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Viewers React to ‘My Reincarnation’

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Last week, My Reincarnation premiered on PBS, kicking off POV’s 25th season. Viewers have been posting their reactions to the film, which spans 20 years and chronicles the relationship between a Tibetan Buddhist master and his Western-born son.

Read some of their comments, compiled from Facebook, Twitter, and the My Reincarnation film companion site:

“My wife is Thai Buddhist and I have studied Buddhism after growing up and becoming disillusioned with Catholicism. My Reincarnation is the most important program I have seen in a very long time. So much was presented and so much left me time to consider ideas with a new perspective.”
Francis B Smith III (via Facebook)

“Extraordinary. Excellent job. A true labor of love to document this.”
Carolyn Gayle (via Facebook)

“moved to tears when he went to tibet. talk about heritage!”
Jessolyn Ettinger (via Facebook)

“I really enjoyed the film. It made me feel closer to Buddha and helped my own enlightenment. Thanks so much.”
Ellen Flateau (via Facebook)

“Like all #PBS programs, I’ll be thinking about #MyReincarnation for a long time. Thanks, @PBS & @povdocs! #pondering”
@playsthetart (via Twitter)

“Loved the movie-thank you so so much for making this film Jennifer! Just found NN so amazing, how totally spacious his mind is and how skillfully he let his son find his own path. Also just beautifully filmed. Big kudos to you on this project! May everyone benefit!”
Karen Smith (via Facebook)

“P.O.V. – reminding us what Television – and public communications in general – COULD be!”
Alan Kobrin (via Facebook)

“Interesting life always with a house full of people. Good that the son got to walk his own walk.”
Phyllis Cameron (via Facebook)

“I loved this quiet and deep journey! Thank you!”
Eliza Strode (via Facebook)

“Extraordinary film.”
Carolyn Gayle (via Facebook)

Have you watched My Reincarnation yet? The film is streaming free online until September 20. Join the conversation on pbs.org/pov, on Twitter @povdocs, or on Facebook and tell us what you think.

POV Staff
POV Staff
POV (a cinema term for "point of view") is television's longest-running showcase for independent non-fiction films. POV premieres 14-16 of the best, boldest and most innovative programs every year on PBS. Since 1988, POV has presented over 300 films to public television audiences across the country. POV films are known for their intimacy, their unforgettable storytelling and their timeliness, putting a human face on contemporary social issues.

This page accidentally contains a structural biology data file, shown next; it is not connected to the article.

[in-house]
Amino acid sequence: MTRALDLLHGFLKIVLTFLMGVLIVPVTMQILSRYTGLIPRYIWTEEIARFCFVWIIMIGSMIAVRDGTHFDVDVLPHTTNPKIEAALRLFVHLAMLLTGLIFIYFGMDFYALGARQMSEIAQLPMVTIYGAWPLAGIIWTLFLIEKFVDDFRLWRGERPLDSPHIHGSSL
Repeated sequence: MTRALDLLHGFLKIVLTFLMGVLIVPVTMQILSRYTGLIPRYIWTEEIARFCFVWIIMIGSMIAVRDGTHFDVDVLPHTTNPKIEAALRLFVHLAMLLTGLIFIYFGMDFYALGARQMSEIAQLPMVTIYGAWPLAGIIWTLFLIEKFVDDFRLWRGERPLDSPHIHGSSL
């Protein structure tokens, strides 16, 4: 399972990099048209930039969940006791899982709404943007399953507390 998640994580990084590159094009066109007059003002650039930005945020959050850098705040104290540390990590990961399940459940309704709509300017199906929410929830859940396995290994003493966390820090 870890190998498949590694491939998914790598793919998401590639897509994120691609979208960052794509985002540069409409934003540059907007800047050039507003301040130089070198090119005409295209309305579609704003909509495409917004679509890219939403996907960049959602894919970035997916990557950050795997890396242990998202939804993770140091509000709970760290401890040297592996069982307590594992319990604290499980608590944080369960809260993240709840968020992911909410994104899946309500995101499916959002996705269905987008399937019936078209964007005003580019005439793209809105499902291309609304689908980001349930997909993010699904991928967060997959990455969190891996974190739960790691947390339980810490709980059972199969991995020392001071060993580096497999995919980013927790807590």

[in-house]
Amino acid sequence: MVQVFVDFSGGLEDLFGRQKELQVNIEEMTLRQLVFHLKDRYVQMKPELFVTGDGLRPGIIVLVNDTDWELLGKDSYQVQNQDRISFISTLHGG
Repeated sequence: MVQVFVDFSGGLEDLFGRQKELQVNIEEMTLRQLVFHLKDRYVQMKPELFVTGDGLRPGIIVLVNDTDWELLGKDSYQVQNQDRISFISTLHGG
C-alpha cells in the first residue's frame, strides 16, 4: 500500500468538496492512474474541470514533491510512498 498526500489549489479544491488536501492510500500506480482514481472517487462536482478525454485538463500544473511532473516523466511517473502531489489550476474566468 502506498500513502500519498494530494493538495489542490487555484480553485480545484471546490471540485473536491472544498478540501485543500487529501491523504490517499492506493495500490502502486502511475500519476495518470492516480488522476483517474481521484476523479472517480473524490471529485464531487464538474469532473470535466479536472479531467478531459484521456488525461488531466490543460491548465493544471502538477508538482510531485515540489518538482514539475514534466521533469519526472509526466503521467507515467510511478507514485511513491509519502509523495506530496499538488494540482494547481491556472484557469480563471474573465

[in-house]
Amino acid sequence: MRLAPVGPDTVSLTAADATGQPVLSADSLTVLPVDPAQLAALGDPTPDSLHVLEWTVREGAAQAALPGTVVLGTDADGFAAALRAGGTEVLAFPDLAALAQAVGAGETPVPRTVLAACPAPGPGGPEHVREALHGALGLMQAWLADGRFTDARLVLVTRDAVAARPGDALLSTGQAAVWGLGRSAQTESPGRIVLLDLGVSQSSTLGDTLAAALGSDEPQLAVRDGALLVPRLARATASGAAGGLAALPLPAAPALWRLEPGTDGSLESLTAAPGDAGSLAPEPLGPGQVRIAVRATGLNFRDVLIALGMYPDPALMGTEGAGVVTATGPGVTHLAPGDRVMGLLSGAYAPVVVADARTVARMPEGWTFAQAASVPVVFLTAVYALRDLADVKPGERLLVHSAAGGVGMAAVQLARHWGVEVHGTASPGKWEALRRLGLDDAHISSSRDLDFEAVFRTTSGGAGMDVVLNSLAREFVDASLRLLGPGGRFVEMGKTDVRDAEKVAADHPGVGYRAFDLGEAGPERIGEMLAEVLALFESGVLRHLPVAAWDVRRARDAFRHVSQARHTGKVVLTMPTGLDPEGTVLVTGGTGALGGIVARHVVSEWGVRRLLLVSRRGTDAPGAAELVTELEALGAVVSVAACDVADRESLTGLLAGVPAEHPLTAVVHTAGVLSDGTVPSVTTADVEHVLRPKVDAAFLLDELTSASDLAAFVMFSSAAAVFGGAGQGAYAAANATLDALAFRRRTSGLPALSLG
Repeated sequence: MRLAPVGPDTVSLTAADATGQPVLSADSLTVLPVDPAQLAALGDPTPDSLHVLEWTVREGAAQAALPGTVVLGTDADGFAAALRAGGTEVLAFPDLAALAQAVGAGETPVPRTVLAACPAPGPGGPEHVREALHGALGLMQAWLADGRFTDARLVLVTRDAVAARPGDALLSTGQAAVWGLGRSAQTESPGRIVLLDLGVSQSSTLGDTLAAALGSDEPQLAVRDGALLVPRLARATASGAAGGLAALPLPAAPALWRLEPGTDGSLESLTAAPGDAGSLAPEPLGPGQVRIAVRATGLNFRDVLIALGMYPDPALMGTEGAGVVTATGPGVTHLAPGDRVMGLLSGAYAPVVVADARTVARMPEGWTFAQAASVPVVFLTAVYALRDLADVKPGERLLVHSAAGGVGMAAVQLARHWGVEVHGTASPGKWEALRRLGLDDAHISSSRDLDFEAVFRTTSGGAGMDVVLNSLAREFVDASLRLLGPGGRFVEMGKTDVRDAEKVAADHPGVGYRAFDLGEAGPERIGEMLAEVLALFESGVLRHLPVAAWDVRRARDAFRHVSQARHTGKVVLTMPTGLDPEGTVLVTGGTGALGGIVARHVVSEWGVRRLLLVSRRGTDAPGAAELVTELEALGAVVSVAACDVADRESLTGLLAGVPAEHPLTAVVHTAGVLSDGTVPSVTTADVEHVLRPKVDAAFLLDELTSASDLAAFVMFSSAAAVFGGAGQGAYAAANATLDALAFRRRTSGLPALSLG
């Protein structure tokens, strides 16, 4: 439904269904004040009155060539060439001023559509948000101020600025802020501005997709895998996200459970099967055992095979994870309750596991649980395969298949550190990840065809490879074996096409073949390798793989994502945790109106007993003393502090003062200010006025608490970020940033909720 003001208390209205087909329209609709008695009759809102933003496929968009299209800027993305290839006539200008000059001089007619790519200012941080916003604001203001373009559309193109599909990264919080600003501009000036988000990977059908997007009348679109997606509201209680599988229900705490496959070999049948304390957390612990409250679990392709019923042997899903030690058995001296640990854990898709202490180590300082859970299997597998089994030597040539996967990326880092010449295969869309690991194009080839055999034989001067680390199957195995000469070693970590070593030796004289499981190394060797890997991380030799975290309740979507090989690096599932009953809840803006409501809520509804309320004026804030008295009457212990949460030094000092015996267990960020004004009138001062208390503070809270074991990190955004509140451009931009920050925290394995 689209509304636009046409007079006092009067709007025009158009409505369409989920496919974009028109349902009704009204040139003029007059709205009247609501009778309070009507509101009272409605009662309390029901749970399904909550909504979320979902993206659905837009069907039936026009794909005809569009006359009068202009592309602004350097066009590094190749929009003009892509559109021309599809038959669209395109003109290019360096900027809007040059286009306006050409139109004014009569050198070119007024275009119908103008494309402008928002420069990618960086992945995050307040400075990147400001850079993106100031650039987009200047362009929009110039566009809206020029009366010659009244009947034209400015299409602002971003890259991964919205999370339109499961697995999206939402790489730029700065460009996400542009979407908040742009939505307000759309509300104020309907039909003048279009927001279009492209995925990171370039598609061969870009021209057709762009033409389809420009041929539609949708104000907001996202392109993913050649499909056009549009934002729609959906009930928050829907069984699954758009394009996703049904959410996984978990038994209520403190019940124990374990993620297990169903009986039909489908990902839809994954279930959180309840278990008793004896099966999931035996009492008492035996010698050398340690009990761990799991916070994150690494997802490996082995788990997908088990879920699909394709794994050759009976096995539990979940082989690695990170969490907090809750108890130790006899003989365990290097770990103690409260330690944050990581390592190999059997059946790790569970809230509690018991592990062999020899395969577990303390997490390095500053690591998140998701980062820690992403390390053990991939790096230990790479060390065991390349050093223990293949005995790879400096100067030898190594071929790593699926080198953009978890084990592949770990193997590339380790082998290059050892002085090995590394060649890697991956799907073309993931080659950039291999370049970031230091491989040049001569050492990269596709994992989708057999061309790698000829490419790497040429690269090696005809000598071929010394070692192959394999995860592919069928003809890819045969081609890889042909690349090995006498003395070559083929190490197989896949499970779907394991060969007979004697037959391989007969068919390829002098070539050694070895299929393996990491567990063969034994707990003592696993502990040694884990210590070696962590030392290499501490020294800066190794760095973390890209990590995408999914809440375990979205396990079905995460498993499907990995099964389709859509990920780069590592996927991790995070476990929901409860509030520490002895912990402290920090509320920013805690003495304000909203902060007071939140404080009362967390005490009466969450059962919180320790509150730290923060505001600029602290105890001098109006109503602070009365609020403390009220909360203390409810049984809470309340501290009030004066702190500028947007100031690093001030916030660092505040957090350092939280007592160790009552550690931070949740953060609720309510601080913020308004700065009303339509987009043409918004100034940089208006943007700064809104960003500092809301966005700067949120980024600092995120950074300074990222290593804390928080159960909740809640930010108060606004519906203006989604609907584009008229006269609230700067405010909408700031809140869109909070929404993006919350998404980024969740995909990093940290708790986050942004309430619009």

• Bayou

    I have to ask hard, surely unpopular, questions because the film raises them, at least for me:  Why did Yeshi change?  Was it the ‘visions”?  Let’s say he had compelling ones, whether these are authentic life changing or simply nyams, (relatively short-lived blissed out moments) even a “Tulku” would be motivated to practice=== daily.  Even a garden variety student of Dharma/Truth wants to incorporate wisdom/compassion into his/her life.  I don’t see evidence of this in Yeshi as depicted by the film.   Is it not there because Yeshi (at some level) simply made a  decision to take up the mantle of “Tulku”?  And if this is the case, did he decide this because he was tired of working like an ordinary person (and being a Tulku brings perks) or did he do it to be closer to his father? Or what?  At best the film is beautifully ironic:  it raises important questions which cut through its conclusions.  And one of those conclusions is that Yeshi accepts his destiny as the reincarnation of a teacher from the past & that’s all one needs to know.   I would have more respect for the Yeshi depicted in the film (which is the only one I ‘know’ at this point)  if he’d continued to make his way as a computer person/father/husband and asked questions about life, his identity.  Yes he  could teach–assuming that he practices and the Buddha (or Christ Allah) within him,within all of us, is beginning to be unveiled.. But the film suggests that suddenly Yeshi is converted & we just need to accept it.  Sorry, but that feels fakey to me.  BTW Has anyone heard about monasteries in Tibet where one can present about $15,000 & then you can be recognized as a tulku?.   A film I’m interested in seeing is Tulku by Gesar Mukpo.  My hope is that the trailer for it actually is evidence of how the film explores how young/youngish tulkus are asking questions about the Tulku tradition..